When running a funeral home, one must assume trouble will come knocking at the door sooner or later. In the case of Hitchcock Sewell, trouble rang the phone.
Shrimp Martin, local nightclub owner, calls to say he's been shot by Lucy Taylor. Hitch can't believe his childhood friend would do such a thing.
Quick thinking by the captain of cremation secures timely medical attention for Shrimp. The doctor says he'll live (minus one kidney) to see another lounge act. Hitch leaves to search for Lucy.
Imagine everyone's surprise when Shrimp is murdered in his hospital room. He survived a gunshot wound in the stomach only to be stabbed in the heart. Naturally, Lucy is suspect numero uno. After all, she shot him in the first place. Why not finish the job?
Business is slow at the Sewell and Sons Family Funeral Home, giving Hitchcock plenty of time to stick his nose where it doesn't belong. He is determined to find the real killer of Shrimp Martin. If he's not careful, he will become his own next customer. His dangerous search for the truth is detailed in The Hearse Case Scenario.
This third installment of the popular Tim Cockey series has our favorite funeral director snooping for answers among the night life of Baltimore's mid-level celebrities. Characters (and suspects) in this tale include a lounge duo, a perpetually-sauced artist fresh out of the big house, Shrimp's own shady business partner, a petite waitress and an unknown assailant affectionately referred to as "Toaster Hands".
The Hearse Case Scenario keeps Hitch out of the mortuary throughout most of the book. True to character, the wise-cracking anti-detective conducts many of his inquiries in Baltimore's best watering holes. Add a trendy restaurant, one drunk tank and an NBA-playoff game and you have an intriguing investigation.
Characters who were absent in Hearse of a Different Color are back with bells on. Look for the ever-agitated Detective Kruk and motherly Aunt Billie to make bigger appearances. Hitch's very sexy, very funny wife plays a much larger role in Lucy's saga as well.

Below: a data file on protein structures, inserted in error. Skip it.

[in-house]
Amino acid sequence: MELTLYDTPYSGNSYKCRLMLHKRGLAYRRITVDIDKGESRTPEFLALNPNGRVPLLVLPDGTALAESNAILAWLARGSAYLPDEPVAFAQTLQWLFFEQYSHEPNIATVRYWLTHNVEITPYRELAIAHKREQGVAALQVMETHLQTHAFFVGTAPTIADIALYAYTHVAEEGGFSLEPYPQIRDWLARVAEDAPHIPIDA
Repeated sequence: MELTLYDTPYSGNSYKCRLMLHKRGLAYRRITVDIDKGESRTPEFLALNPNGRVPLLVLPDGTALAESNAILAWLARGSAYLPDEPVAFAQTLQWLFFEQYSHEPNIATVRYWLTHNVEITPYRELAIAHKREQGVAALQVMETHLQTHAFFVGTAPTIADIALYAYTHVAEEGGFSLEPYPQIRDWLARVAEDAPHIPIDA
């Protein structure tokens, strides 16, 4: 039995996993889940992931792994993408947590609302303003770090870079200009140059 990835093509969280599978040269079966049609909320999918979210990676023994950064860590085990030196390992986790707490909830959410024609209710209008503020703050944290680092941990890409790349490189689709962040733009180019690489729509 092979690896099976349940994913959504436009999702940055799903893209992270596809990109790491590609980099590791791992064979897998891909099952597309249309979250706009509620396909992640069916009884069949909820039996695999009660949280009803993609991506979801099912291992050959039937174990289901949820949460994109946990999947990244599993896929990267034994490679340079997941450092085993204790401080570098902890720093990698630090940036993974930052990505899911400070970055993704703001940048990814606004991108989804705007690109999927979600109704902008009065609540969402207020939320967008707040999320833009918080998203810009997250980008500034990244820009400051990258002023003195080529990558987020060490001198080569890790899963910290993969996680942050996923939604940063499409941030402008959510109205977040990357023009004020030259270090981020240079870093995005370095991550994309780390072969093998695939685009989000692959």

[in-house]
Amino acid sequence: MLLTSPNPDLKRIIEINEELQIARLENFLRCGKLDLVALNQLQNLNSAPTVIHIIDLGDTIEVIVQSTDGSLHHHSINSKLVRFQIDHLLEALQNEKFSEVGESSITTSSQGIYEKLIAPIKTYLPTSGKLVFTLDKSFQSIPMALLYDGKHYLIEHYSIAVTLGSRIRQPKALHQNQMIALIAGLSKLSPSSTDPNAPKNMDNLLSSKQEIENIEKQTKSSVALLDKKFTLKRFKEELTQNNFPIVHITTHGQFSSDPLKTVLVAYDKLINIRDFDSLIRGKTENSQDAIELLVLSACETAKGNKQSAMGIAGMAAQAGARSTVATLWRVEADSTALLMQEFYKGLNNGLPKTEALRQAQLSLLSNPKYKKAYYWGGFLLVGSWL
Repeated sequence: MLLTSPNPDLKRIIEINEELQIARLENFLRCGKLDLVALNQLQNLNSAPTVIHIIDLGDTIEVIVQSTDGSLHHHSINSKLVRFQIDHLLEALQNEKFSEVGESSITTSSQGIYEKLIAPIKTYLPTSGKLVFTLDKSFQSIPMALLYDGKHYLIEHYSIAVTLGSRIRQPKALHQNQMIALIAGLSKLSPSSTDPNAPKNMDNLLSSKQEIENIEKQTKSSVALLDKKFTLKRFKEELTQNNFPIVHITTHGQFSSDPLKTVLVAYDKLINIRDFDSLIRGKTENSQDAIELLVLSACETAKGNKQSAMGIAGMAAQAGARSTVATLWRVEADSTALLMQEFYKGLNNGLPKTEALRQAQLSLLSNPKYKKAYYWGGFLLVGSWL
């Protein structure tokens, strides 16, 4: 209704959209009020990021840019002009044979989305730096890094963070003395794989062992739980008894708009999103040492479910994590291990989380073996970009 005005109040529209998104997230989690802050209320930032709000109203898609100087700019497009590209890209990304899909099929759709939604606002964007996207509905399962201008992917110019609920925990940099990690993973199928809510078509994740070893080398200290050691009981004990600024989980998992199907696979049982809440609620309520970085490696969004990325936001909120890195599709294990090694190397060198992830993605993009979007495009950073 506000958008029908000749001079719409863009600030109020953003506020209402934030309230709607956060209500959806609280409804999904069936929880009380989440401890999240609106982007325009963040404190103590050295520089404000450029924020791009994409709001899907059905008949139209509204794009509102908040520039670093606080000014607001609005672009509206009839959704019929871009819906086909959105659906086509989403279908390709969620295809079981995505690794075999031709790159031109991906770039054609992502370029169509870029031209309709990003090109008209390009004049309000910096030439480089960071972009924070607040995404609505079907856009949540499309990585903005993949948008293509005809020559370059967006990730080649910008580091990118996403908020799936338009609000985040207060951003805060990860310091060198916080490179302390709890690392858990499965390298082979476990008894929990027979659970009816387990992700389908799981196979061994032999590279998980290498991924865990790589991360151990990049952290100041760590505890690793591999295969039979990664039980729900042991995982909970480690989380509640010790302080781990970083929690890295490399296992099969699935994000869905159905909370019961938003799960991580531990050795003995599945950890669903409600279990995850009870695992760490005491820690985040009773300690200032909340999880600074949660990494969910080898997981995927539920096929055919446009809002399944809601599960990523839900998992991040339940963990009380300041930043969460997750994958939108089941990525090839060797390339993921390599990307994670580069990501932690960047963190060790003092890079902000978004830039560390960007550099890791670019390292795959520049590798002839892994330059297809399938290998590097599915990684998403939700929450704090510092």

This third installment is more somber than the previous two. This could be due to the introduction of Pete Munger, a private detective weighted by a mid-life crisis. Munger plays a big part in this case and his cynicism rubs off on the tale. On top of that, Hitch is the recipient of several knuckle sandwiches, forcing readers to deal with a defeated hero. You can't win 'em all, I guess.
Those with a stickler for order should read The Hearse You Came In On and Hearse of a Different Color before delving into The Hearse Case Scenario. Cockey alludes to Hitchcock's tragic childhood in this novel, but doesn't completely spill the beans as he did in his first book. The Hearse You Came in On also paints a clear picture of the marvelous mortician so readers can appreciate him fully in later installments.
Those with a particular mystery preference (hard-boiled, cozy Murder-She-Wrote-style or something else) may not be amused by Hitch's escapades. The undertaker's irresistible wit connects best with easy-going readers who simply appreciate engaging stories.
Though Tim Cockey is described as a "writer of wrongs", his work is right on target. The author's appreciation of the absurd provides entertaining material for Baltimore's most eligible mortician.